My wife I just got back from Italy.
Now that is, of course, insane. While I’ve settled on how I’m going to make money for the forseeable future, it’s not exactly like I’m making a ton of it at the moment. So, a jaunt across the pond for 10 days in the historical, beautiful country of Italy seems like a terrible idea.
I know it seems like a terrible idea because pretty much everyone who we told about our trip beforehand reacted pretty much the same way: total silence followed by… “Oh.”
Recognizing their discomfort, I’d try to explain why we were going despite everything else going on. At that point they’d usually back off and say something like “Hey, you don’t have to explain yourselves to ANYBODY. You guys have had a rough year. You deserve it. Bring me back a gelato.”
After explaining that an ice chest is not my carry-on of choice, I had to admit that–you know what?–we have had a rough year. But I still didn’t think that would be reason enough to take a vacation to Italy. It just seemed so indulgent. “Deserve” is not a word I ever find easy to associate with what fortunes and good blessings I may have.
Once we got there, Erin and I didn’t hide what we were doing at all. We posted on Facebook at the end of each day, sharing with our friends and family the trips we took to Verona, Vicenza, Vinci, Luca, Florence, Pisa, Venice,Rome, and more. When Erin and I danced in the streets of Venice, we showed off our moves in video form. We were public about it all. We just never shared why we were there.
So, naturally, the question we got when we got back from this amazing European vacation was “So, how’d you swing that?”
Now, only a few people dared ask this, but I take those people as representative of a rather large population who were privately screaming “HOW’D THEY SWING THAT?!??!?”
It’s a great question, and one most of you have probably figured out by now: it turns out my wife is a previously unknown descendant of William Randolph Hearst and she just this year received her time-released inheritance on the occasion of her 34th birthday.
No, in fact we paid for the vacation before we lost our jobs. In further fact, it was just two weeks before we lost our jobs that we bought the tickets. How’s that for an extra sticky stab in our fragile, unemployed hearts?
Like most big decisions we make (and we consider leaving the country to be a VERY big decision), Erin and I bought the tickets after prayerfully considering the matter. Nine months is a long time between purchase and use. Anything could happen in nine months and a little plea to He for whom the past, present and future are all one doesn’t hurt.
And, of course, it did. Happen. Something happened two weeks later that left Erin and I looking askance up at God and saying, “Really?”
The timing seemed horrible. And the timing was crucial as we knew Pete and Lisa were moving to Belgium the following Summer. No offense, Belguim, but I don’t really know much about you. But Italy? I’ve wanted to go to the Colosseum since I was in the sixth grade and built a replica out of cardboard as part of a school project. Setting my feet on that previously quite bloody ground was never going to be so cheap again. Ever.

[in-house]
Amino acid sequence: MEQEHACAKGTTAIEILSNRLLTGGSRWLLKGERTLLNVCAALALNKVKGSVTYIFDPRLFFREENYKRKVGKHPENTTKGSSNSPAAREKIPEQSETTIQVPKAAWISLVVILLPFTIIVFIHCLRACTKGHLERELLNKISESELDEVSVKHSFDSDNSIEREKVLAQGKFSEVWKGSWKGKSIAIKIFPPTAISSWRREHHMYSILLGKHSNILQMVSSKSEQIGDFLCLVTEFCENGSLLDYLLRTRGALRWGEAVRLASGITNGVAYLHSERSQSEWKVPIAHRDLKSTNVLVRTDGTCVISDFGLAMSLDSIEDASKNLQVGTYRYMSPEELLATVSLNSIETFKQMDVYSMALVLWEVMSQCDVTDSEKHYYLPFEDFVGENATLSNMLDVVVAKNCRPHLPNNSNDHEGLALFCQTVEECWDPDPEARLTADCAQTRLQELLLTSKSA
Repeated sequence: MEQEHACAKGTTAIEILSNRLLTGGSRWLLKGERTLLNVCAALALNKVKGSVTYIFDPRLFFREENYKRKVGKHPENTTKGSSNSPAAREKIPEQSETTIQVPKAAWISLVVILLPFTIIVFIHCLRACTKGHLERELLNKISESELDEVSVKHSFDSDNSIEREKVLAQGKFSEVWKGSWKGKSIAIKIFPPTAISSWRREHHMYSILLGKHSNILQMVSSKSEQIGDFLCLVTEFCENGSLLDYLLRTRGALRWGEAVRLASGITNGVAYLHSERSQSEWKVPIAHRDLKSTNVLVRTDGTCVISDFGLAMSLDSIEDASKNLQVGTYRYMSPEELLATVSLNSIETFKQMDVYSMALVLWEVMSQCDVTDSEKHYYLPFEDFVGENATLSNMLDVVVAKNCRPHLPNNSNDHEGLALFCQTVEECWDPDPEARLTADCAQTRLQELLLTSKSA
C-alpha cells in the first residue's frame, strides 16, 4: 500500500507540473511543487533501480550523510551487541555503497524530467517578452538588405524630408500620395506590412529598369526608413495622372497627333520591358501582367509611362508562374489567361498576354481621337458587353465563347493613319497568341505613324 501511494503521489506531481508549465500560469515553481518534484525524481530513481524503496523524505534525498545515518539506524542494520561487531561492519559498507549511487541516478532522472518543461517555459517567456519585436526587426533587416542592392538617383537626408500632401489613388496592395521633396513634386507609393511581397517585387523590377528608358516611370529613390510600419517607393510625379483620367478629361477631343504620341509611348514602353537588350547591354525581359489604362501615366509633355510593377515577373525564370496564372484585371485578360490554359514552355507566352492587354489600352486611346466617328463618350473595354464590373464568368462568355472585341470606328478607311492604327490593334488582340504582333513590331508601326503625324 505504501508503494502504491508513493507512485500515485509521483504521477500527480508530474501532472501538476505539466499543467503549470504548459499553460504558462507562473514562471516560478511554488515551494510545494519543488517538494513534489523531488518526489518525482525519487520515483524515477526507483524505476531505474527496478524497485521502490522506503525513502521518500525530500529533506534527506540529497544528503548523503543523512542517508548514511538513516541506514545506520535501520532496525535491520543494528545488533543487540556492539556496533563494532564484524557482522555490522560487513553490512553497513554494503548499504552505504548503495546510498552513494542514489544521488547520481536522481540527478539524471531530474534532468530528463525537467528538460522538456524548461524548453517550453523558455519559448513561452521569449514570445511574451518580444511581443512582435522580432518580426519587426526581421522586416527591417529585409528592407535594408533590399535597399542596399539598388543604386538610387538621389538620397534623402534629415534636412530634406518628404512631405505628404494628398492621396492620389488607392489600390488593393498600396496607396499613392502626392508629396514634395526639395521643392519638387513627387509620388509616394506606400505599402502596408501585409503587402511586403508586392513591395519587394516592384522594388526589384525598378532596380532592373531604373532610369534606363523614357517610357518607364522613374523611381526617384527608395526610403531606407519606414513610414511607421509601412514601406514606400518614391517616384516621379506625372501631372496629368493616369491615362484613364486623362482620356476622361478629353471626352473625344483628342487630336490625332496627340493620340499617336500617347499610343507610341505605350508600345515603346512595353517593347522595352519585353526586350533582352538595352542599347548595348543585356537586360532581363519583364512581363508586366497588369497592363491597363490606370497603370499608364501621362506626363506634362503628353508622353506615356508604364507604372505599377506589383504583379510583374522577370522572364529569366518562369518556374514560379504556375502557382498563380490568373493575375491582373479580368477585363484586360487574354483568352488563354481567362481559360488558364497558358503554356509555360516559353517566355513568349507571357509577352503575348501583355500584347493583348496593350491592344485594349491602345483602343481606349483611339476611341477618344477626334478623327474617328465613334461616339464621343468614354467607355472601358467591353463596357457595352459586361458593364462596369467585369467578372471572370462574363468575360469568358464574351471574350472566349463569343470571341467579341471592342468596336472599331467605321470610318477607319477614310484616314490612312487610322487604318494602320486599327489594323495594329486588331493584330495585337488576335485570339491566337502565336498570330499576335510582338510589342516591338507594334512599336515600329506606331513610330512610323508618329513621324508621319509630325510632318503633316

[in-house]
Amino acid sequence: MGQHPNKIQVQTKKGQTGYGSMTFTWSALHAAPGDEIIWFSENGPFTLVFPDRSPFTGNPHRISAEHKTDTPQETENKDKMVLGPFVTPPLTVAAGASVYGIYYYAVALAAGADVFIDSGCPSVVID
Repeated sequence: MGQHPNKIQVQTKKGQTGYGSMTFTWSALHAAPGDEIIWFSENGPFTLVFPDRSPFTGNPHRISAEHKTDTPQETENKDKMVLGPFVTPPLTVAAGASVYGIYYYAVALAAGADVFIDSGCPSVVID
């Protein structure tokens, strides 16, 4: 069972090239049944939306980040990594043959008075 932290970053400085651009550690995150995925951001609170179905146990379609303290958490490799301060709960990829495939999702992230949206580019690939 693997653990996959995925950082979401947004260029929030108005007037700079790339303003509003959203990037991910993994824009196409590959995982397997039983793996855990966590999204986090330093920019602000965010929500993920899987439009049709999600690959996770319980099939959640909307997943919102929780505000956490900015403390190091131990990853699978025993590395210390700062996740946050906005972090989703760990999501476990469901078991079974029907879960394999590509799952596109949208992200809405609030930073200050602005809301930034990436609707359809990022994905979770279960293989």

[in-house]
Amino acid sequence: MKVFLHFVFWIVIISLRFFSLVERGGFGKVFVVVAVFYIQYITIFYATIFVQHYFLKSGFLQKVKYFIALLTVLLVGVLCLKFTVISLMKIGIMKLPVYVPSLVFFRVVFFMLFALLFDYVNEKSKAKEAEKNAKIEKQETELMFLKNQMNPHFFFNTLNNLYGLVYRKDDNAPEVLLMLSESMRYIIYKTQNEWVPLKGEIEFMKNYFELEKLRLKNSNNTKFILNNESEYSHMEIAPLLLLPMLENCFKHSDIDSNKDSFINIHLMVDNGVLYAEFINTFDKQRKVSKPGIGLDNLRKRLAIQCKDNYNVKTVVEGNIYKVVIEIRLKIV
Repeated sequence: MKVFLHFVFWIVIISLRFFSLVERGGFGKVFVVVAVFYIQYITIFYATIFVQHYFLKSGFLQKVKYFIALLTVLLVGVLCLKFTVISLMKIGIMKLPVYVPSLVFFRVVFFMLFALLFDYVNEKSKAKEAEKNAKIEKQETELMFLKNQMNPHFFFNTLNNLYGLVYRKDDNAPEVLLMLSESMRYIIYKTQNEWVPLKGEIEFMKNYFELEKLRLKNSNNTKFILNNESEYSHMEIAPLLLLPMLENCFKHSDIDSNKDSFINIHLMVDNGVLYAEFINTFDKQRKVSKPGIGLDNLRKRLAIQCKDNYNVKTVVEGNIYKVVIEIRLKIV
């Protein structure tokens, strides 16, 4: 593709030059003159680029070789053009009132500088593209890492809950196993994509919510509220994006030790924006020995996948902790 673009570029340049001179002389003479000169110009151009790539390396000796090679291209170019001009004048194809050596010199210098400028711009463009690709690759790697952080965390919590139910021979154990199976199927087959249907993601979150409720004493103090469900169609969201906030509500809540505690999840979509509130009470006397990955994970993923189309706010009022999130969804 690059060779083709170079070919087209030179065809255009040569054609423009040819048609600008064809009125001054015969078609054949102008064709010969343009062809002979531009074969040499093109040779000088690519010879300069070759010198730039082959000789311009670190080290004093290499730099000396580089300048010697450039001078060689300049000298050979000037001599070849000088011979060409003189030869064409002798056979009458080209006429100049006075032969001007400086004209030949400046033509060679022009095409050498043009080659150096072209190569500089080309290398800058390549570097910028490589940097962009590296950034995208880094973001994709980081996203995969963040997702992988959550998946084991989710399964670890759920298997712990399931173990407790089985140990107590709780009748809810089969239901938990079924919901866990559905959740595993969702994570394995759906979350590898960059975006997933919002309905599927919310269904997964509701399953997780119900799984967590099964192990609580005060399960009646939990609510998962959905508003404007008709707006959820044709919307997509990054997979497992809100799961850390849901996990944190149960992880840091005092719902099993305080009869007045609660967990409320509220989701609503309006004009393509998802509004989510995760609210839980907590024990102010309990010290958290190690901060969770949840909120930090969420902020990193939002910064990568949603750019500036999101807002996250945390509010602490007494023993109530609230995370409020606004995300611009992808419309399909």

I’m not going to pretend we didn’t buy trip insurance because we did. We could have gotten refunds for the tickets due to our job loss, but we simply didn’t do that. We kept the tickets and the jar of extra cash we’d saved for spending money while abroad (though we did dip into that now and again when things got rough). We kept it because, after all, we prayed about this trip. We got the green light. It wasn’t like God didn’t know we were going to lose our jobs.
So, at the end of March, we left for foreign shores and spent 10 days galavanting through Italy.
So, how did we swing that? Well, first of all and most obviously, it helps to have paid for tickets months and months in advance–and you have no idea how cheap a trip to Italy can be when you fly a Russian airline with an 8-hour layover in Moscow.
Second of all–and this was always the plan anyway–we stayed and traveled with our friends Pete and Lisa who have been living in Pisa, Italy for the past three years. The expenses that little jar of cash was supposed to cover were less than half what they would have been otherwise. You eliminate hotels almost entirely and most of the food budget (Lisa was kind enough to cook for us every day) and things get easier.
So, there were some real, practical, spiritual, and timing reasons to go to Italy right now. Great reasons. But the real reason we went?
We friggin’ needed a vacation.
Our friends were right to some extent–we needed to take a break because of everything that’s happened. Yes, things are looking up for us now, but the stress of unemployment and not knowing where the next paycheck will come from ever looms and are not set aside so easily. Selfishly, Erin and I wanted a recharge. We felt like we kind of needed one.
And we got one. When we set foot back on American soil we got just a huge rush. We were excited to take on the new life ahead of us and get to work. That is, duh, why we go on vacation. But I don’t think I’ve ever really seen the necessity in fun like I do now. The necessity of relaxation. The need to step away, see anew, and experience a perspective shift that can only come with removing yourself entirely to another place and then coming back.
You see things differently. You see how small even the biggest concerns can be when viewed from far away. It’s nice to know they can shrink like that. And that Italian pizza is the best pizza.
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In other news… I know I don’t update too often anymore. I hope that trend can stop, but I have to tell you… I been busy. Doing projects. Settin’ meetings for those projects, etc. This is a period of great creativity for me and I couldn’t be more excited about it.
More on that in another update coming soon.